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Posted December 12, 2016 by aurorawatcherak in culture

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14 responses to “Childhood Television

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  1. Ah, The Waltons! I loved that programme! As a young teenager I used to think it was true, and longed for all those brothers and sisters!

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    • Part of the magic of The Waltons was that is was loosely based on a real family. Perhaps that’s why it was so believable.

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      • They were just so…nice…weren’t they?

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      • They were. Not realistic. Although the pilot movie with Patricia Neal did try to touch on how truly desperate things became for the mountain folk during the Depression, the series was pretty feel-good. My mom grew up on a farm in the Midwest. They didn’t go hungry until the Roosevelt administration came to cull the dairy herds to boost the price of milk. Without milk to sell, my grandparents couldn’t afford coal (there being no wood out on the Plains). They burned cow chips (yes, animal dung) for heat and Mom and her younger sister got rickets.

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      • With this insight then the series definitely was not realistic!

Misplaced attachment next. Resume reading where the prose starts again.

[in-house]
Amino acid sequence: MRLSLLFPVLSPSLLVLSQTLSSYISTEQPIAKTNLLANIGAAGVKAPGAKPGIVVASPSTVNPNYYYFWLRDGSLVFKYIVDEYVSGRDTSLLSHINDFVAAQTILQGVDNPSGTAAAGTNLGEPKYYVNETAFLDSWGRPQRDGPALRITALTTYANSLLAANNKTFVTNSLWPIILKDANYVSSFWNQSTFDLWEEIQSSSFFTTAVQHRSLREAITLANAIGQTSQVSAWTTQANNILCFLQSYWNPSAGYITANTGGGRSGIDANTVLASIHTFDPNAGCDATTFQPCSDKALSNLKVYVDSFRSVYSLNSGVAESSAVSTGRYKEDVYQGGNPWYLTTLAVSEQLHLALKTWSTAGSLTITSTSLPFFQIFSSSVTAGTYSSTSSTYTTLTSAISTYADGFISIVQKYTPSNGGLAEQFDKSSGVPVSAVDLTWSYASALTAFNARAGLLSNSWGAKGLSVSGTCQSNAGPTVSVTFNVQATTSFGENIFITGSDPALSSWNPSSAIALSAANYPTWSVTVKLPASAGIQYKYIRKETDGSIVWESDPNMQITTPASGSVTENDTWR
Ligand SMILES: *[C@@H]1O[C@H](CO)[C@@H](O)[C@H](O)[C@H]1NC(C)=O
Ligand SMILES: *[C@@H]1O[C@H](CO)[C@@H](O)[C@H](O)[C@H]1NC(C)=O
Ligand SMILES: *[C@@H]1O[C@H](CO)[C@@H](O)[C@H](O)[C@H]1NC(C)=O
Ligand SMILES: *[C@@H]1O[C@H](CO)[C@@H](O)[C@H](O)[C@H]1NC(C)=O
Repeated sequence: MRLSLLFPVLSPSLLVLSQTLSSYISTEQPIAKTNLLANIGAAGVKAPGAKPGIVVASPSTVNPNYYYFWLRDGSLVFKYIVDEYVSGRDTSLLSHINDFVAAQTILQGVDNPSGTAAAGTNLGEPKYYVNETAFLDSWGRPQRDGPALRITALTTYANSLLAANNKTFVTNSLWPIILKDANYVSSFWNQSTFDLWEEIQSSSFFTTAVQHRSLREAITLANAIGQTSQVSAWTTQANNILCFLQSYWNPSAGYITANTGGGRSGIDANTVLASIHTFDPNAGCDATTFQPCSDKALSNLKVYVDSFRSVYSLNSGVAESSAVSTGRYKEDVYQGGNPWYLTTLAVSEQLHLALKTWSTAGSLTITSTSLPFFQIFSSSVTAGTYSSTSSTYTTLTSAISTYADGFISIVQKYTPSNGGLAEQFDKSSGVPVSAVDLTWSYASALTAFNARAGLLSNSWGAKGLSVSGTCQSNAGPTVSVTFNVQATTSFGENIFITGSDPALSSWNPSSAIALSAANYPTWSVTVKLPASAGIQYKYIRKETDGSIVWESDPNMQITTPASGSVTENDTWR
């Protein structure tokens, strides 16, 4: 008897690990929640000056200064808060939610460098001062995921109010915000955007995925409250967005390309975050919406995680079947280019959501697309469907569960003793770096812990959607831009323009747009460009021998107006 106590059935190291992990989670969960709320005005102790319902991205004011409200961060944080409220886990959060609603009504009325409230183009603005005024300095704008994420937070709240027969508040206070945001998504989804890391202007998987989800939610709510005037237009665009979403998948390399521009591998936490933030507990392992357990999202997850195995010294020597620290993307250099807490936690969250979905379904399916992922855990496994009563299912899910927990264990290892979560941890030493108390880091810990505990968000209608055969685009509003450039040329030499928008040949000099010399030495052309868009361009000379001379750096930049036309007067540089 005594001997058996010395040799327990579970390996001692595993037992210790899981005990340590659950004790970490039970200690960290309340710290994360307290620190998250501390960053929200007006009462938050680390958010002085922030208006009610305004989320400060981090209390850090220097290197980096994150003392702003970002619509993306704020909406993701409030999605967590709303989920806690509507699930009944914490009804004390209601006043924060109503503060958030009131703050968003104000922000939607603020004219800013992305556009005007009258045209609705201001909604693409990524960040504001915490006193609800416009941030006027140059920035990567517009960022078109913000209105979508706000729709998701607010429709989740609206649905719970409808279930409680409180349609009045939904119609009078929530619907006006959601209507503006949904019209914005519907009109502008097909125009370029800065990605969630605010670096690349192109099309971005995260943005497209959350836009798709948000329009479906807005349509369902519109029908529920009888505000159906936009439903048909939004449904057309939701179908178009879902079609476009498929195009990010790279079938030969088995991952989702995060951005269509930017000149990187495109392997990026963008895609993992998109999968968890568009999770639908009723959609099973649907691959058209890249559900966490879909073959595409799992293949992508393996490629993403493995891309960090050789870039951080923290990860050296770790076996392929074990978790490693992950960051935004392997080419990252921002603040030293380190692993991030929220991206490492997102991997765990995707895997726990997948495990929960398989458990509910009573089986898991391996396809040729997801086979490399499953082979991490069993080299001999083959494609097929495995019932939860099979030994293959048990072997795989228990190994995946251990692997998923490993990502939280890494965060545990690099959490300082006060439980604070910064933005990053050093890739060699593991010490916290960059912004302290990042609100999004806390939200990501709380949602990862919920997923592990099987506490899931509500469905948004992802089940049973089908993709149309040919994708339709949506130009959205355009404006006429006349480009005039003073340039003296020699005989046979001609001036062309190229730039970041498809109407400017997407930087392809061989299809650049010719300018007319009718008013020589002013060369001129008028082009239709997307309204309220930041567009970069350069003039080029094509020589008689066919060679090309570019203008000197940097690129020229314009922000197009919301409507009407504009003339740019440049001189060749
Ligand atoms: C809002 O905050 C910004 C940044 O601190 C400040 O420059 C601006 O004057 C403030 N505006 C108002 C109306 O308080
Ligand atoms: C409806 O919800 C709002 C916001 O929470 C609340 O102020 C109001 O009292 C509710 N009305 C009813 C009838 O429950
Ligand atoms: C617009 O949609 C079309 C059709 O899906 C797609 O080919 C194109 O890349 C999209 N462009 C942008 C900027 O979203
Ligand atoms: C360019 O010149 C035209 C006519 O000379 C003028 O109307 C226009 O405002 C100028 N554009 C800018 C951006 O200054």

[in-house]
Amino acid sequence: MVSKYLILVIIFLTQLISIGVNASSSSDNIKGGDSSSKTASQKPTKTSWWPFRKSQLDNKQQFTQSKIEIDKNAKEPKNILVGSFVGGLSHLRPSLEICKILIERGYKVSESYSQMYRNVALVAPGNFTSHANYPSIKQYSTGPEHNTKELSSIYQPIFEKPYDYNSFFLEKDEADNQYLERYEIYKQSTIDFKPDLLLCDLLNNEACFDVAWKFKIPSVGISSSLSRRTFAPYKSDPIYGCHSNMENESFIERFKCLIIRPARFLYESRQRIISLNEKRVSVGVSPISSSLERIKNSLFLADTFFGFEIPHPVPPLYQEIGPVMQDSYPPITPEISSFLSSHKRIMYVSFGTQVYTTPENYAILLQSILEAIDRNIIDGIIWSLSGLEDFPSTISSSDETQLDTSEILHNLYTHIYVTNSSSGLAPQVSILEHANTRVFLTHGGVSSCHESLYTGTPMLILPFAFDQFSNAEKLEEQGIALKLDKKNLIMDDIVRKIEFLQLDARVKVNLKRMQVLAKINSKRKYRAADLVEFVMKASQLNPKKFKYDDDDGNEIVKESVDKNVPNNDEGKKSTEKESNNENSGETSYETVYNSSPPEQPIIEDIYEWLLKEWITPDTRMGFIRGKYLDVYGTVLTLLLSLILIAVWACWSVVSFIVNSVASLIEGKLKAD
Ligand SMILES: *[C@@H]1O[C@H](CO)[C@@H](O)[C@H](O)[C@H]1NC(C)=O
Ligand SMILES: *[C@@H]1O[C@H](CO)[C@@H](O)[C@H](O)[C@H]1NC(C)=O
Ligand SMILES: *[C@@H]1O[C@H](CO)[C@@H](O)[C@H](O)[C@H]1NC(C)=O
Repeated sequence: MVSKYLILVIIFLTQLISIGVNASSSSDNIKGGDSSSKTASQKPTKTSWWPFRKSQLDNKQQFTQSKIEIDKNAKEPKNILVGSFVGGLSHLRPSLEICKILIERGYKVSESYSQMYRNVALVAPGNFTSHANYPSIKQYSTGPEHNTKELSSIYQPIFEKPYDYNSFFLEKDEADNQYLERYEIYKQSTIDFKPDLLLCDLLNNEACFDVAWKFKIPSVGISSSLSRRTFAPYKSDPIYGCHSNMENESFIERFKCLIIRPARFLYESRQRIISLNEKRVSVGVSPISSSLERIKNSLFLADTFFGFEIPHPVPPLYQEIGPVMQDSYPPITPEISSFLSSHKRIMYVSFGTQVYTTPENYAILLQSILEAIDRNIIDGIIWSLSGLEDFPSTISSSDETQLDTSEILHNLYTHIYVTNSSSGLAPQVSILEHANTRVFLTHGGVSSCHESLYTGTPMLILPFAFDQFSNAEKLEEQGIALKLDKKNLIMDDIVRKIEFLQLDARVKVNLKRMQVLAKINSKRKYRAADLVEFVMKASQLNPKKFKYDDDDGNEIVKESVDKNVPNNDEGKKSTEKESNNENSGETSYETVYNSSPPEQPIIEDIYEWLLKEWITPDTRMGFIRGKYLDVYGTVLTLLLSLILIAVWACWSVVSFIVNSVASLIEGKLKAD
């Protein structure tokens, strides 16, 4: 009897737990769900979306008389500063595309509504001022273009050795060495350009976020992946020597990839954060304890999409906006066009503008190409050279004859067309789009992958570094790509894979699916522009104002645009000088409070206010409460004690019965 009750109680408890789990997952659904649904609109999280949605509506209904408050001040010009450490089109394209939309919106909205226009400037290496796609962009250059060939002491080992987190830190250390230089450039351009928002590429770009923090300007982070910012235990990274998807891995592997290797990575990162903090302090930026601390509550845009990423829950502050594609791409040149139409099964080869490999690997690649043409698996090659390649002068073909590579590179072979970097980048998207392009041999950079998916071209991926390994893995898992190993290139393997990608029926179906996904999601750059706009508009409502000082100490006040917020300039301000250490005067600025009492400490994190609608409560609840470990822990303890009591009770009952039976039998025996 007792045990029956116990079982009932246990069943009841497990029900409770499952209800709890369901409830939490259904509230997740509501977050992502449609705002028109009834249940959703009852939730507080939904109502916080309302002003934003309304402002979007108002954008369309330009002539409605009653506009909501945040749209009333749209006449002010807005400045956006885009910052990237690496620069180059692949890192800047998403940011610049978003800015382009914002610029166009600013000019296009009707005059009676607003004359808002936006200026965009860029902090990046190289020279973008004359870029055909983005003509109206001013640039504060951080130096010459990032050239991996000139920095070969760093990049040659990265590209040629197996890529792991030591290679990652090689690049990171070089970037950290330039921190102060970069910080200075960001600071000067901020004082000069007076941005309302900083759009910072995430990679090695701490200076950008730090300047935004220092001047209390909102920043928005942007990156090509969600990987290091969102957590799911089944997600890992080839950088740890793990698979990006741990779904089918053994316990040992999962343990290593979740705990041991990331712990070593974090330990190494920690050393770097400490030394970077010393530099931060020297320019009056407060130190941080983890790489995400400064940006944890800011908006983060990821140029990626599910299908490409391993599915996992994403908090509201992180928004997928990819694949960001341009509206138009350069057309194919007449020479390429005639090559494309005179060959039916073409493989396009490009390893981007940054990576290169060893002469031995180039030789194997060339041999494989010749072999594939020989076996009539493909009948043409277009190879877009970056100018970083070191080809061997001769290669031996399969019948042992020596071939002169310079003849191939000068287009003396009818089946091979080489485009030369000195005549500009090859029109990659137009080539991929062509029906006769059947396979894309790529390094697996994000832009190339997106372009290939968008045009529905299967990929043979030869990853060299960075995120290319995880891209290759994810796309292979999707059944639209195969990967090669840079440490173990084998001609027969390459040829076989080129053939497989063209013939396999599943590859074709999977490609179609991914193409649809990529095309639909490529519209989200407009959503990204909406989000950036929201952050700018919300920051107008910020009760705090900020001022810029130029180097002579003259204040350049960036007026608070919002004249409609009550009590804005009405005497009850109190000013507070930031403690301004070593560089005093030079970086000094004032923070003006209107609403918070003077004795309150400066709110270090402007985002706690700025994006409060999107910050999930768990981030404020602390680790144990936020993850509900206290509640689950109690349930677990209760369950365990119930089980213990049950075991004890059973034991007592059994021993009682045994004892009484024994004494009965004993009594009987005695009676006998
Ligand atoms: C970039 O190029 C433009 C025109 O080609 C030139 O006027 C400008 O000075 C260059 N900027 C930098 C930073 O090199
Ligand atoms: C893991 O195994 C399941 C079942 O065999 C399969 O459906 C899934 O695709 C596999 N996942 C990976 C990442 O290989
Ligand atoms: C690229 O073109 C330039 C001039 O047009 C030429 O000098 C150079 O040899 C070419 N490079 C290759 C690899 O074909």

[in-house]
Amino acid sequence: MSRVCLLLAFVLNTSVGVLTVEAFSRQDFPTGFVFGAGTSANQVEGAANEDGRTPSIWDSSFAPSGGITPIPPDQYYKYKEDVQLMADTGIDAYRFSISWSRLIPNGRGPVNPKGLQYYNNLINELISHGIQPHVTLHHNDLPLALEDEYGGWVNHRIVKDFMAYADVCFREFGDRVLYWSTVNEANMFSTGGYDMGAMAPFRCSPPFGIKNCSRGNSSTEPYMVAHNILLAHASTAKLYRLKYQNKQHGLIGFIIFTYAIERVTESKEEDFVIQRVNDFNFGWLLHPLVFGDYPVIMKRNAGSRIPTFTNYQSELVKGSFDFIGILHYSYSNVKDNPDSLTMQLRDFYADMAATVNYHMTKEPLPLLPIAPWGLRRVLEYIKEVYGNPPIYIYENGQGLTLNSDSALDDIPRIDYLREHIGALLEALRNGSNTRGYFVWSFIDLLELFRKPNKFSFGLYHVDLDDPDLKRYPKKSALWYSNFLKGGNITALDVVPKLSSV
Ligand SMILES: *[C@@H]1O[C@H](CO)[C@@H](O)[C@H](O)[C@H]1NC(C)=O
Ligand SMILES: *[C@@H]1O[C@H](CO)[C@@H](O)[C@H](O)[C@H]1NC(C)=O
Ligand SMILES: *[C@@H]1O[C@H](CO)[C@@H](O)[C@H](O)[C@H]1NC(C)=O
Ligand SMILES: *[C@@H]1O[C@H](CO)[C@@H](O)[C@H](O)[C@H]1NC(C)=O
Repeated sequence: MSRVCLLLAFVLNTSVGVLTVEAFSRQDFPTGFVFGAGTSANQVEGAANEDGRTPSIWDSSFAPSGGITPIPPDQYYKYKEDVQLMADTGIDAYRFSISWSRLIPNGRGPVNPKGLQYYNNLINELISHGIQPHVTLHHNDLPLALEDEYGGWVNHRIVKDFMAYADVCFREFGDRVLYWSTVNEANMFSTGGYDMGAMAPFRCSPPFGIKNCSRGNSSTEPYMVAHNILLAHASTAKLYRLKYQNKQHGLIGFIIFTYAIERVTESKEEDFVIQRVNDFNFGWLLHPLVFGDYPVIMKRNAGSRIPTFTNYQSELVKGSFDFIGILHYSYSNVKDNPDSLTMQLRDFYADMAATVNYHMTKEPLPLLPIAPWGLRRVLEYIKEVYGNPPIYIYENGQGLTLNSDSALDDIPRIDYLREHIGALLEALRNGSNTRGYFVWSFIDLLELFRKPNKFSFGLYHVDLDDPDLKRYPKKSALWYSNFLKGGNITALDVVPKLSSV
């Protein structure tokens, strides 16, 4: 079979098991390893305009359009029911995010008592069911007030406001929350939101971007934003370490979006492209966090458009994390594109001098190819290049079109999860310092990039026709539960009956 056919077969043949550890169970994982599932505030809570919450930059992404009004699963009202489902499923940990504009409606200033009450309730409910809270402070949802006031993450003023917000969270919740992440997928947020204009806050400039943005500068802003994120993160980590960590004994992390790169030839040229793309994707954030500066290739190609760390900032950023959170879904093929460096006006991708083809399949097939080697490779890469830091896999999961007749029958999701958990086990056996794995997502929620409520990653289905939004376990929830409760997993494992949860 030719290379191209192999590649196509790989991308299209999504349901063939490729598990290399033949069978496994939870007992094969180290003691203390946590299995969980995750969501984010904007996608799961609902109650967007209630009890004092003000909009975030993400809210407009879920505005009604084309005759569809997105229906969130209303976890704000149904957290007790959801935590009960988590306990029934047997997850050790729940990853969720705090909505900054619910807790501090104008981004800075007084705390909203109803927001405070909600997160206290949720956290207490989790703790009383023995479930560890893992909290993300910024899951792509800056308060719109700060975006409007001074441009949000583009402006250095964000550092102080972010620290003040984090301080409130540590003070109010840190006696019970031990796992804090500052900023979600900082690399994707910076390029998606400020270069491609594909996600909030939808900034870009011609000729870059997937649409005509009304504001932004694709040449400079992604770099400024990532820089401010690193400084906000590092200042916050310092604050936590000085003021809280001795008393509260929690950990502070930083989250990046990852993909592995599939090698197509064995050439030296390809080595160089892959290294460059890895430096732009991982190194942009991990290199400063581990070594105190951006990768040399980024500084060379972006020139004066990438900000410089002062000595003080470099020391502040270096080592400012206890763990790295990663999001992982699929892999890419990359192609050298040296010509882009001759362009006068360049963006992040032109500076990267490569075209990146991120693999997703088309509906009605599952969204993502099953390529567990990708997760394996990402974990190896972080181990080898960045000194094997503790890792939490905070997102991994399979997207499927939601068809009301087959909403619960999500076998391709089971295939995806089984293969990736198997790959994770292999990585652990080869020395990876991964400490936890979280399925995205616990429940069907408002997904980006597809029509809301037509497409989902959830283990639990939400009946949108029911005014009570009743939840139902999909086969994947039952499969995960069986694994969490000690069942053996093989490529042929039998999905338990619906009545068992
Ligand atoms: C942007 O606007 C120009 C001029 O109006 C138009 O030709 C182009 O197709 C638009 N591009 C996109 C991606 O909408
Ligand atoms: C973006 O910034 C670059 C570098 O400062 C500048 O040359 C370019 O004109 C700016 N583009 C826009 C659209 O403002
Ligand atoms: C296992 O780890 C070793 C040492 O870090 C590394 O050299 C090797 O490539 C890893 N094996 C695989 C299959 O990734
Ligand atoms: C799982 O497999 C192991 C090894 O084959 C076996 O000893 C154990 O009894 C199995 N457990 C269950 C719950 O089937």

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      • I’m sure it was. Like I said, my mom said it was pretty true to life, although it didn’t show all the government interference that was making things worse and the kids didn’t seem to work very hard. That was probably a function of trying to keep the show relevant to a 1970s audience.

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    • It was sort of true. The series was based on an earlier book by Earl Hamner, who based it on his family’s experiences during the Depression. He consulted on the series and some of the plot was from his childhood experiences. But it was definitely glossed for the tastes of a 1970s audience. That sense of urgency that my grandparents felt is often missing from the show. I’ve been told the original movie Spencer’s Mountain (which is what the book was called) is a bit more true to life. It’s on you-tube, so I’m going to try to watch it sometime this winter.

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  2. You raise a good point..I think many of the shows were a success during that period because they could be watched and enjoyed by the entire family. Family interests are very different these days.

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    • Are our interests different or do our choices influence our differences?

      The fact that our kids have watched Supernatural with us through its entire run indicates families might be more interested in watching TV together if there were more TV shows that could be watched together. Because they don’t have that option, they segregate into separate rooms to watch “age-appropriate” programming.

      Hollywood would say nobody wants whole-family entertainment. The discussion on this blog hop suggests people do. But how you convince Hollywood to give it a try to see if we’re right is a mystery to me.

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  3. I have to agree that there aren’t any shows I’d want to bring back these days. The Waltons was a good show and I did watch it often, but a bit too sweet and sugary for my tastes. I think my tastes have changed maybe a bit more to the dark side. Life does that to us I’m afraid.